TAIPEI — A sightseeing train stands abandoned on a mountainside in southern Taiwan. The railway in Alishan, a popular destination for Japanese tourists, should be taking thousands of visitors every day past red cypresses for panoramic views.
But no tourists can get there because the road leading up to the alpine resort was swept away by mudslides when Typhoon Morakot devastated the area in August.
It is generally believed that the typhoon, which killed more than 700 people, grew into an unusually powerful storm because of global warming. But Taiwan, because it is not a member of the United Nations, is only being represented by NGOs at the Climate Change Conference that kicked off Monday in Copenhagen. Many Taiwanese feel that while participating at any level is a step in the right direction, there is still a long way to go.
“Because we are a highly industrialized country, not only do we want to set up a goal to match international standards, we also want to get into the carbon trading system,” Lyu-shun Shen, deputy foreign affairs minister, told reporters last month at the ministry in Taipei.
“It is not just for our benefit, but also for the benefit of the rest of the world, because if you cut Taiwan out, the system will not be complete.”
Not only is Taiwan victim to the severe effects of climate change, it is also one of the worst greenhouse gas emitters. Home to a mere 23 million people, it nevertheless accounts for 1 percent of the world’s carbon dioxide emissions, according to Shen.
Taiwan cannot participate in the Copenhagen conference as a national delegation because the U.N. does not recognize its sovereignty, mainly due to pressure from the People’s Republic of China. So it is being represented by four NGOs who are attending as observers, with the Environmental Protection Administration’s deputy minister acting as adviser.
Since Taiwan was ousted from the U.N. in 1971 in favor of Beijing, the breakaway island has been applying in vain to rejoin. But the Nationalist government that came to power last year adopted a new strategy and is requesting official participation in the U.N.’s specialized agencies such as the U.N. Framework Convention to Fight Climate Change, the organizer of the Copenhagen conference.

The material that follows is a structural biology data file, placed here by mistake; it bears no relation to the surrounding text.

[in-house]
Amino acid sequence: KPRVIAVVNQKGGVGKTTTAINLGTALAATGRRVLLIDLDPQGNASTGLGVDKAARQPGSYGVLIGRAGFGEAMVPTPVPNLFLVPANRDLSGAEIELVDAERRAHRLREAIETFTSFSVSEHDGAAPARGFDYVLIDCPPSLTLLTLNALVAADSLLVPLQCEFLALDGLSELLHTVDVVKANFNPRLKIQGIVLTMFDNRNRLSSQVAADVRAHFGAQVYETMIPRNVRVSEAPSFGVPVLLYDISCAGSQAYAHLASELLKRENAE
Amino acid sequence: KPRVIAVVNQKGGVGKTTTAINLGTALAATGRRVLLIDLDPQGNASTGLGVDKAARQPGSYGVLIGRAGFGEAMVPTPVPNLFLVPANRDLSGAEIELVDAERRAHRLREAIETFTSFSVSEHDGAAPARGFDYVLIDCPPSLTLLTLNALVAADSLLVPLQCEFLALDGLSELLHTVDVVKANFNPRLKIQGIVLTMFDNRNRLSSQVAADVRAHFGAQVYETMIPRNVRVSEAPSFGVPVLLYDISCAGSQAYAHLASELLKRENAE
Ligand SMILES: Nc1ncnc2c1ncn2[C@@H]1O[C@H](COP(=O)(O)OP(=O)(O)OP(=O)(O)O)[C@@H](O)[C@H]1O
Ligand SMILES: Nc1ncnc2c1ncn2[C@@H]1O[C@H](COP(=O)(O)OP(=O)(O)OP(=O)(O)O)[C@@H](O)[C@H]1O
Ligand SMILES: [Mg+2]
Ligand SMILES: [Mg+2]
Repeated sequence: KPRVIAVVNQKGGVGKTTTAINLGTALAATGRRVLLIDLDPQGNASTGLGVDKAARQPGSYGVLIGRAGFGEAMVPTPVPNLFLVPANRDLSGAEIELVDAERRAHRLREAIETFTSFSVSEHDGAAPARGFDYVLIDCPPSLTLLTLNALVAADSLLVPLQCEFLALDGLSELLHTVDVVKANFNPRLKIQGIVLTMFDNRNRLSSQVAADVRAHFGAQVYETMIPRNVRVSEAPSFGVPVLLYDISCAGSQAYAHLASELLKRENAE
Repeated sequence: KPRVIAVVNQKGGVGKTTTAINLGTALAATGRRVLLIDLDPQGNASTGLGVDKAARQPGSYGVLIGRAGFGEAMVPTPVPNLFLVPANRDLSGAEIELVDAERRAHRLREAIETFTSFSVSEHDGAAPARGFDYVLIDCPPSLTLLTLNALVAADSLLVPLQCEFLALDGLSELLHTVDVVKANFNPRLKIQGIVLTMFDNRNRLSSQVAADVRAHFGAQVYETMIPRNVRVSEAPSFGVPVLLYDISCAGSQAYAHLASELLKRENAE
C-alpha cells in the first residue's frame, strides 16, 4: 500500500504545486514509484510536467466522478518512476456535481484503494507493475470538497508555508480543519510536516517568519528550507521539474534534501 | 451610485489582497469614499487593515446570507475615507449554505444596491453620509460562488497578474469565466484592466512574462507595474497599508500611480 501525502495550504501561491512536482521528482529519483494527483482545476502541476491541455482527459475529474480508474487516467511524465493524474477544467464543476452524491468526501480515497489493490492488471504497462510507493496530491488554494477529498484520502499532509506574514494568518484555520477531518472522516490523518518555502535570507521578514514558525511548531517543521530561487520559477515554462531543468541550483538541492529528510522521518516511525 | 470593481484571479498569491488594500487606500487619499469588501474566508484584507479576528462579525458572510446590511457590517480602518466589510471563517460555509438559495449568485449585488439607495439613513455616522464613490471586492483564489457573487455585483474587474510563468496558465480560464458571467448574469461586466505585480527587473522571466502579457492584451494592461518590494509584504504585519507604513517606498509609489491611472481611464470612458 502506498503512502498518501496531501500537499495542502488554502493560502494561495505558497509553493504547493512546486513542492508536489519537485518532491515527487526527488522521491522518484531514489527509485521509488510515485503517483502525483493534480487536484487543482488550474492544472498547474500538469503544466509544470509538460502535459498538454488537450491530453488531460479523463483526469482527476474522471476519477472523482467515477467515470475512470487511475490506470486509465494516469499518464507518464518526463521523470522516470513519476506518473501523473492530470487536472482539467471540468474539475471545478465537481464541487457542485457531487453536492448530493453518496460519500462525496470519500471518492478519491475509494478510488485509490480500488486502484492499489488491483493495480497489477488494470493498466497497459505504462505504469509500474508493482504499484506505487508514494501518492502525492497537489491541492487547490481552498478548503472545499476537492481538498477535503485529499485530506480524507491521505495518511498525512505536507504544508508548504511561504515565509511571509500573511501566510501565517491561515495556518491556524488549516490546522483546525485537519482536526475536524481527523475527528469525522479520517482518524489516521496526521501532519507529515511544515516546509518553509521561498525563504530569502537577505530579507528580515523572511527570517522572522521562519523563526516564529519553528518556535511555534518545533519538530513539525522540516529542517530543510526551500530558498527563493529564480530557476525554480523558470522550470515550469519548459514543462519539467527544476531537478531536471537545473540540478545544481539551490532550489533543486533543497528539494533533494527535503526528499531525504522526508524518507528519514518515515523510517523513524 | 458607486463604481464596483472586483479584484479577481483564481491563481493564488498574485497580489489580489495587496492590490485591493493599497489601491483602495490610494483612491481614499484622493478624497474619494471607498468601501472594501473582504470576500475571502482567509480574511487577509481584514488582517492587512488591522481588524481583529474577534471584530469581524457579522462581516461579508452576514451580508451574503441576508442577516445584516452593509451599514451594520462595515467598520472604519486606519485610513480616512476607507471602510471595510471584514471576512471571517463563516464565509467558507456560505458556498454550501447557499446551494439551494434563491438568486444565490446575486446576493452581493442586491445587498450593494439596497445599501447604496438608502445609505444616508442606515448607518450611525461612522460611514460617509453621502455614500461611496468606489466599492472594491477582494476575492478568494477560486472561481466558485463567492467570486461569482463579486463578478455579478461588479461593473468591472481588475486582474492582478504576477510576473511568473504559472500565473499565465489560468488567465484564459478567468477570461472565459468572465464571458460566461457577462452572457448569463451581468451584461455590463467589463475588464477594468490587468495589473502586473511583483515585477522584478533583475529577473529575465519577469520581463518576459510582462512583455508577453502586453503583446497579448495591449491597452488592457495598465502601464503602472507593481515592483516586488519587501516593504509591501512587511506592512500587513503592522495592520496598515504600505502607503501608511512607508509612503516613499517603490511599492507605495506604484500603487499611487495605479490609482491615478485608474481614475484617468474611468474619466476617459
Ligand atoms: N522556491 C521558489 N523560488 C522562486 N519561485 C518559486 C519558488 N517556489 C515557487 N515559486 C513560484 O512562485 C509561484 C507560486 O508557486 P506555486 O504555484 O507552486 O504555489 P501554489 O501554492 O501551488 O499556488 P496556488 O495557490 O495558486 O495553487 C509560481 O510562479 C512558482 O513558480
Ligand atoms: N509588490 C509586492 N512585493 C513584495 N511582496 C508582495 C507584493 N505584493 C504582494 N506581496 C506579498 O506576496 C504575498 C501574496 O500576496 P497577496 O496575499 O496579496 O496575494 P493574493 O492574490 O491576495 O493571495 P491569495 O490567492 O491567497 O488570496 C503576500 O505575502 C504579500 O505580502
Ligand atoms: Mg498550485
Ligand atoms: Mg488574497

“(Participating in) specialized agencies fulfills the notion of meaningful participation, because they’re issue-based and meet the needs of the people,” said Anne Hsiao, an assistant research fellow at the Institute of International Relations at National Chengchi University in Taipei, during a discussion earlier this month with other experts.
She added that without participation, Taiwan has to approach individual countries to ask about global standards and strategies.
Taiwan has long fought in vain for worldwide recognition as a country since the Nationalists fled mainland China in 1949 after the Chinese civil war and set up a government on the island. At Copenhagen, Taiwan’s NGOs are listed as hailing from “China,” which prompted complaints from their representatives last week.
Minimizing the effects of climate change is an urgent task for Taiwan, which has a high bill to pay after Typhoon Morakot ravaged its southern areas in August. The rainfall reached an unprecedented 3 meters over three days, and to undo the damage done by subsequent landslides and floods the government has set a four-year budget of 116.4 billion New Taiwan dollars (¥319 billion).
The storm was particularly damaging to the island’s tourism, with the cost estimated at NT$10.4 billion (¥28.5 billion).
Much of the devastation was around Alishan, a famous mountain resort in Chiayi County, where the reconstructed road leading up to it is not yet open to tour buses.
Despite attracting 1 million tourists this year prior to the typhoon, nearly 10 percent of whom were Japanese, the Alishan National Scenic Area Administration estimates there will be a drop of 750,000 visitors in total this year compared with last year.